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Family Caregiving and Public Policy Principles for Change*

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Family caregivers must have appropriate, timely, and ongoing education and training in order to successfully meet their caregiving responsibilities and to be advocates for their loved ones across care settings.

Family caregiving is a complex responsibility, involving emotional support, household management, medical care, dealing with a variety of governmental and other agencies, and decision-making. Yet family caregivers consistently report that they were —not prepared“ for these roles. This lack of training occurs throughout the caregiving experience, but is most apparent when care recipients are discharged from hospitals or short-term nursing home stays after an illness or accident. One national survey found that 43 percent of caregivers performed at least one medical task, defined as bandaging and wound care, operating medical equipment, or managing a medication regimen.19 Yet formal instruction is sporadic and inadequate. Families are expected to perform —skilled“ nursing care, but without the training that professionals must receive.

Family caregivers‘ needs for information and training change throughout the course of their loved one‘s illness. They must have opportunities to learn new skills as they become necessary, access new resources, and learn about options for care as the situation changes. Families need honest information about the financial, social, and health-related consequences of various arrangements for care, and they must share in the decision-making about care arrangements.

Professionals must provide information in understandable, nonjudgmental and culturally competent ways that reflect sensitivity to the caregiver‘s emotional involvement with the care recipient. Policy makers should support programs that bring family caregivers and professionals together to further collaboration.20


Family caregivers and their loved ones must have affordable, readily available, high quality, comprehensive services that are coordinated across all care settings.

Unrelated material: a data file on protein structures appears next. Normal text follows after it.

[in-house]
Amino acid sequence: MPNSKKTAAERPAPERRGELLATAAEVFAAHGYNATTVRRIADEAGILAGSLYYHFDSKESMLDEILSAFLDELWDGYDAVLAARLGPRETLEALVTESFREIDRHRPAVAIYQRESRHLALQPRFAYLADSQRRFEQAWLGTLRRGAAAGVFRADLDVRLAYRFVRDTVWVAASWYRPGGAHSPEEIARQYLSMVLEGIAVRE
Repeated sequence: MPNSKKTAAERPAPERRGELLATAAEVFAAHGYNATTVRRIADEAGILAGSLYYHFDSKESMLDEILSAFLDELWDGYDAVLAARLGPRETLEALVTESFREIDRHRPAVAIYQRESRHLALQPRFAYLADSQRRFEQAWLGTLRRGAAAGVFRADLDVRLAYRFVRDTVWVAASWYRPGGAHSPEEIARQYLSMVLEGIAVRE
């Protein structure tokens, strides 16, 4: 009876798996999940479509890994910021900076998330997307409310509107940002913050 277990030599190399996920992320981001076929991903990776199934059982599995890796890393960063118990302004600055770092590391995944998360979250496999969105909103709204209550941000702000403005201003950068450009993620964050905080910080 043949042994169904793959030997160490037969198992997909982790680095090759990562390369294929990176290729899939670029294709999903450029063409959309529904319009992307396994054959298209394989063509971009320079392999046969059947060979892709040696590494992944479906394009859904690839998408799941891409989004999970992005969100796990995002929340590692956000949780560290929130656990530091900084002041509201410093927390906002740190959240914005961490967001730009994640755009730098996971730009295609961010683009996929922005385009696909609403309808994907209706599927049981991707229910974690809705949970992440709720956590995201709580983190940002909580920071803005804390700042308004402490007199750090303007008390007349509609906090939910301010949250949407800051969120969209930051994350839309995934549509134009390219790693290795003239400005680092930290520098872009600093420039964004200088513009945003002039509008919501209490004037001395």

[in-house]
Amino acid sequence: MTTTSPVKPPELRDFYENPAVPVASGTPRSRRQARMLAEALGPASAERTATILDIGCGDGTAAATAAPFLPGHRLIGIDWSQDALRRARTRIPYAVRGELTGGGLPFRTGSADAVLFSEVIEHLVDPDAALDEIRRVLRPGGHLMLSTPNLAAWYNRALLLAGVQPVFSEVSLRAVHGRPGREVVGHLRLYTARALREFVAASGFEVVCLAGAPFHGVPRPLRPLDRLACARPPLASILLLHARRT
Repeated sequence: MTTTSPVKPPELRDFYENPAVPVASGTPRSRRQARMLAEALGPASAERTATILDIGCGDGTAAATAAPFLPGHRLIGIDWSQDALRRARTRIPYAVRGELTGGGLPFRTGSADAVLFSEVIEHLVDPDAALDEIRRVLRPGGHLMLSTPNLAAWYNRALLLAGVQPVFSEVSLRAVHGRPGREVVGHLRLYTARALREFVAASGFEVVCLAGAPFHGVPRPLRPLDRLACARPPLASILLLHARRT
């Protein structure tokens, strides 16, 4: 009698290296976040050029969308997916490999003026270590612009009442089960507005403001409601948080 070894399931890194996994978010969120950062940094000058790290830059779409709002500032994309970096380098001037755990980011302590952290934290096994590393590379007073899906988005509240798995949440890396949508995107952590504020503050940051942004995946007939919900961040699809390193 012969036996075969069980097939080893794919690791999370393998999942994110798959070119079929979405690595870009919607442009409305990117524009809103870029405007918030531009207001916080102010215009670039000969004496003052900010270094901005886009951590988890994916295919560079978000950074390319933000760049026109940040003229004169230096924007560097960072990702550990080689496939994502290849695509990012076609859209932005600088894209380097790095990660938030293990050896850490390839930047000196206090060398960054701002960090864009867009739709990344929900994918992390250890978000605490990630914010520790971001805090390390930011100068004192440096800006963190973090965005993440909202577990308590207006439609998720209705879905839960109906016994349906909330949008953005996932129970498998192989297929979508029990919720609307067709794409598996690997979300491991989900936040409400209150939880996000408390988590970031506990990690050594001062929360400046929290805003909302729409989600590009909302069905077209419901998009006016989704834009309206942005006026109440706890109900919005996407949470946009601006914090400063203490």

People who need the assistance of family caregivers typically have complex, chronic medical conditions and functional limitations. As a result, they require services from many parts of the medical and long-term care systems. Unfortunately, coordination of information and services within each system and between these systems rarely occurs.

Use of community services increases with level of disability as well as with age. Thirteen percent of people over 85 use community services (home-delivered meals, transportation, care management, etc) compared to only one percent of persons ages 50 - 64. Case management services play an important role in linking persons with available services as well as managing public expenditures for long-term services.21

Thirty-two percent of people with serious chronic conditions see four or more different physicians in a year. Medicare beneficiaries with five or more conditions see an average of 14 different physicians in a year.22

In 2000, 50 percent of caregivers reported that different providers gave different diagnoses for the same set of symptoms and 62 percent reported that different providers gave other conflicting information. Another recent survey found that 44 percent of physicians believe that poor care coordination leads to unnecessary hospitalization, and 24 percent stated poor care coordination can lead to otherwise unnecessary nursing home stays.23

 It is in this environment that caregivers must take on the complicated and difficult role of care coordinator œ ensuring that treatments prescribed by different providers do not conflict and ensuring that important medical and functional information travels across providers, settings, and over time. Care coordination (within the medical system and across medical and supportive service systems) is not common in health care today. 24 Lack of coordination, resulting in poor health outcomes, can drive inappropriate and potentially unnecessary spending.


Family caregivers and their loved ones must be assured of an affordable, well qualified, and sustainable health care workforce across all care settings.
Millions of family caregivers and their loved ones require medical and non-medical assistance from direct care workers, either at home or in institutional settings. Currently, there is a growing shortage of these paraprofessional and professional workers that is impacting the quality and continuity of care. The problem is projected to get worse as the Baby Boom generation ages.25

A shortage of well qualified, reliable, and affordable health care workers has a direct impact on the health and safety of persons with chronic conditions or disabilities. It also has a direct impact on the health and well being of family caregivers who must pick up the extra workload, much of which requires training and support they do not have, and which adds to their caregiving burden.26

Family caregivers must have access to regular comprehensive assessments of their caregiving situation to determine what assistance they may require.
Social service and health care providers cannot assume that family members can always provide care for a frail elder or person with disabilities.

Family caregivers should be considered an integral part of the long-term care system, asindividuals with rights to their own support and assessments of their own needs.

An assessment of the family caregiver‘s strengths, needs and preferences constitutes thefoundation for developing appropriate and quality long-term care.27, 28, 29

The availability of family members or others to provide uncompensated care should not be considered in allocating long-term care benefits (as in the Medicaid program).

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